In other words, he'll be hung out to dry under a rigged process to convict, despite his innocence. As a result, human rights and other groups criticized France "for violating internationally recognized due process standards and for running unfair trials."
It's believed alleged evidence in his case comes from torture-extracted confessions of suspects in Middle East custody, saying anything to stop pain and help improve their own status. Various other wrongfully accused victims have been targeted the same way, authorities knowing alleged evidence against them was false but used it anyway.
Nonetheless, Canada's Crown Attorney seems willing to accept dubious secret intelligence to extradite an innocent Canadian citizen. If so, a dangerous legal precedent will be established based on unreliable, uncorroborated, and likely spurious evidence manipulated to convict.
In December 2009, Amnesty International lawyer Paul Champ said:
"If the Canadian government and the French government are able to rely on this kind of intelligence information to support an extradition, I think it's yet another step in the erosion of civil liberties that we've been familiar with in Canada and in other countries for a very long time."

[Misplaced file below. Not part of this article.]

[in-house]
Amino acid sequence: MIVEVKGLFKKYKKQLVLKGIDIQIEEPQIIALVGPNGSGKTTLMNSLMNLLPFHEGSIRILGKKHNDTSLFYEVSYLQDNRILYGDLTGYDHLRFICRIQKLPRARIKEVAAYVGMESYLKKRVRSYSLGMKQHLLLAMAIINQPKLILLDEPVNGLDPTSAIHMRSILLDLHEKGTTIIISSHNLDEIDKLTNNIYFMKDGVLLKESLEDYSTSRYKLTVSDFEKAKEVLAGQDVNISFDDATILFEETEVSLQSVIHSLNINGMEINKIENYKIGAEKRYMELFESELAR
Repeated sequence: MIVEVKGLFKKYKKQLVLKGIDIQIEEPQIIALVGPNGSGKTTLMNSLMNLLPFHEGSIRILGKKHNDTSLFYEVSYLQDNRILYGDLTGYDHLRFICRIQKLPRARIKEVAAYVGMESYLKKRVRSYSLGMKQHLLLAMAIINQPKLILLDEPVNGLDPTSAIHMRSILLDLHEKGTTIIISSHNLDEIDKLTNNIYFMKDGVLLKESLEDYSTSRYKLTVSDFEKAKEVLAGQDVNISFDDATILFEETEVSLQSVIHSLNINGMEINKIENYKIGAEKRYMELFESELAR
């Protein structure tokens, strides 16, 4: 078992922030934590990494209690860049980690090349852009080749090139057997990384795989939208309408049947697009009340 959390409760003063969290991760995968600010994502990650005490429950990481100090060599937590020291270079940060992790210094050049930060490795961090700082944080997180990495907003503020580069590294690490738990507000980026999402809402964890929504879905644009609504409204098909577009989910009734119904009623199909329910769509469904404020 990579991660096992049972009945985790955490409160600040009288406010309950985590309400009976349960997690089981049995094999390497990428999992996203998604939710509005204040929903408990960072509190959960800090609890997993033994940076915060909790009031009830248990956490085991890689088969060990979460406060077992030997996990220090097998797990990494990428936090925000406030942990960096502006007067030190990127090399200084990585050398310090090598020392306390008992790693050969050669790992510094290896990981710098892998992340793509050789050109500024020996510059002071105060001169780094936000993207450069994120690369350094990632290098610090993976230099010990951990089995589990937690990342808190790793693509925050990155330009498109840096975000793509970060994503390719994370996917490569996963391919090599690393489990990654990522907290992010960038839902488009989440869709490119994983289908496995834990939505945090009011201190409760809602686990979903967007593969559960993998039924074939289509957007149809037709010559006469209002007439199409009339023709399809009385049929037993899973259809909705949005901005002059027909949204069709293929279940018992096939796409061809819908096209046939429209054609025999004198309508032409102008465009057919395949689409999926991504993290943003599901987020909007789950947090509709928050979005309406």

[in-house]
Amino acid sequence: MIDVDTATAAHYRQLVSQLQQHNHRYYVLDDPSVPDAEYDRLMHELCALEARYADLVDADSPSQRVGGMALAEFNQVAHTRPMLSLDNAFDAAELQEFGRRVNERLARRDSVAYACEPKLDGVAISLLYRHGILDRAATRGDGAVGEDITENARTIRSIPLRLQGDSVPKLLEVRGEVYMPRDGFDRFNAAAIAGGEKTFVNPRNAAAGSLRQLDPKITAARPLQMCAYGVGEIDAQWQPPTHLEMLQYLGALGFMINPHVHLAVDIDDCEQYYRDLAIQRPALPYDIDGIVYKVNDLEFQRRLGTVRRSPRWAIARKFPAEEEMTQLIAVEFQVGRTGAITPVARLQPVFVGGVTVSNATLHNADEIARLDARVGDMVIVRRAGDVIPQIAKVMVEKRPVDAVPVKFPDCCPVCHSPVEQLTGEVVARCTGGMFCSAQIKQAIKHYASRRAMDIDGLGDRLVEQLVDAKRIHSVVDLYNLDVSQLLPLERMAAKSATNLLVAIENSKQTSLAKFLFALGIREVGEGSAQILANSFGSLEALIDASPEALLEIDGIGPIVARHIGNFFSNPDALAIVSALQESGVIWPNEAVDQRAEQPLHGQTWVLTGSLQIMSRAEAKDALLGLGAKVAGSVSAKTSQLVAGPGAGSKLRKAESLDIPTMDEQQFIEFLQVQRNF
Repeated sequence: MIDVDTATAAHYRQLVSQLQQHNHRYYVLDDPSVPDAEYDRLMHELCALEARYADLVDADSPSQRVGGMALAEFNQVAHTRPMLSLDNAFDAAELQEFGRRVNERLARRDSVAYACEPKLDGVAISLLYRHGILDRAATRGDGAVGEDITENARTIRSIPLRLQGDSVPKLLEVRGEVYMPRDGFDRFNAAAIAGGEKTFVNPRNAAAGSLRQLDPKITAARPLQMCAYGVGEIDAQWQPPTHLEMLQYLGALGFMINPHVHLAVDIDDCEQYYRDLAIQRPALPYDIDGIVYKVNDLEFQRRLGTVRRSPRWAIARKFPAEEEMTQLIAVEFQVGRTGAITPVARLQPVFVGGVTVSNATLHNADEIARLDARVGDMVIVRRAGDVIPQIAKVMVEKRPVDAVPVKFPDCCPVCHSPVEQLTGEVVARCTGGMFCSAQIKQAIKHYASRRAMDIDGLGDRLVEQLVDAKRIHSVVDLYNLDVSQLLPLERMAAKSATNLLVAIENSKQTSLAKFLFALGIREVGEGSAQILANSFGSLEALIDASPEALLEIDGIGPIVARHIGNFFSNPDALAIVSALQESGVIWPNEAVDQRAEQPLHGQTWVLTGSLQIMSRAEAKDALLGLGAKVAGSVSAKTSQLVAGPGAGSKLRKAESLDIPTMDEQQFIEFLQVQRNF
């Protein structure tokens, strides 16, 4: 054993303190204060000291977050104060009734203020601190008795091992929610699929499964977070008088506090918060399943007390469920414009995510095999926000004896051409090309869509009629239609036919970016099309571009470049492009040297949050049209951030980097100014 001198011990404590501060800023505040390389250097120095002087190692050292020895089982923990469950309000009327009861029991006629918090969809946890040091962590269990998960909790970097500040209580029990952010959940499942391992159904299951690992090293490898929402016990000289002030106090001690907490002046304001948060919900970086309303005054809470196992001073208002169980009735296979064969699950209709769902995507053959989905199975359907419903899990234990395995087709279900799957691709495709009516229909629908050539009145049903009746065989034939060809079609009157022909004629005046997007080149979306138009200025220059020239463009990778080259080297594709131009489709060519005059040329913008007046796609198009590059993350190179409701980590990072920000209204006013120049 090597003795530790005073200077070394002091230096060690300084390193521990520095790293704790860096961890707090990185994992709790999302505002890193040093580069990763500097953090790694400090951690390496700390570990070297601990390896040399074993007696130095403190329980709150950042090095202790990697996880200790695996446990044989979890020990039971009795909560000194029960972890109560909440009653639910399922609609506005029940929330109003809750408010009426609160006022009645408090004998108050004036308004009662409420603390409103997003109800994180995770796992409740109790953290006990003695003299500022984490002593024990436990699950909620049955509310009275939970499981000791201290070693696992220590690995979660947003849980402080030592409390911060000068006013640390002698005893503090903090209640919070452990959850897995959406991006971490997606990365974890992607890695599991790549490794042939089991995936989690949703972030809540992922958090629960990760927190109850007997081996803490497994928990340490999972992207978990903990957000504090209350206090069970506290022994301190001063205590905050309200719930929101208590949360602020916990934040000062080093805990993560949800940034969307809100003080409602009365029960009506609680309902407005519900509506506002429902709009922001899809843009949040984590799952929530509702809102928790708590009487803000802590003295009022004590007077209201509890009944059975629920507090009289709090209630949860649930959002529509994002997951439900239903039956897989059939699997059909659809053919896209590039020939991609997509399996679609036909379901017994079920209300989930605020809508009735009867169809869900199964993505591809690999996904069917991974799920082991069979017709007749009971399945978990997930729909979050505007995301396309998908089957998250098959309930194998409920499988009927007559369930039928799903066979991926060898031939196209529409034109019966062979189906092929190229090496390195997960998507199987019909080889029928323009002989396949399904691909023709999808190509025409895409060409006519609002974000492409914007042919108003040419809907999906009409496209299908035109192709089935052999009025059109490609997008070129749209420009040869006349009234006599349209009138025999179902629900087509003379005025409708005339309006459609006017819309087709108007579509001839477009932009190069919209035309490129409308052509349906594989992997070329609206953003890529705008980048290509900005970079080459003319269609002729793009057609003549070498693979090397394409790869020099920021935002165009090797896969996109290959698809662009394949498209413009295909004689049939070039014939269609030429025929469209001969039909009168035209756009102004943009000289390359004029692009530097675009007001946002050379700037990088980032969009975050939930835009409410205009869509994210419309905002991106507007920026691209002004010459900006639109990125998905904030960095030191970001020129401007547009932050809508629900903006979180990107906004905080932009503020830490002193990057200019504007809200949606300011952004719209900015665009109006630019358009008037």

In fact, far too long, so-called Western and other democracies, including Canada, France, Israel and America, are de facto police states, regularly convicting innocent victims by accusations, especially Muslims for their faith, ethnicity, prominence, activism, and at times charitable giving because they care.
As a result, Hassan Diab is one of many needing broad support to free him from this unprincipled burden so he can resume a normal life.
Recent Ottawa Citizen Articles on His Case
On November 24, 2010, writer Andrew Seymour headlined, "Terrorism evidence against former Ottawa professor 'unreliable,' court hears," saying:
University of Toronto Law Professor and anti-terrorism expert Kent Roach testified it was "dangerous" to use alleged 30-year old intelligence, calling it "unsourced, uncircumstanced," and/or manipulated to benefit prosecutorial accusations. He added that aspects of this case set off "alarm bells" based on suspect intelligence that Diab either used his own passport to enter France through Spain or surreptitiously with a fake one, saying: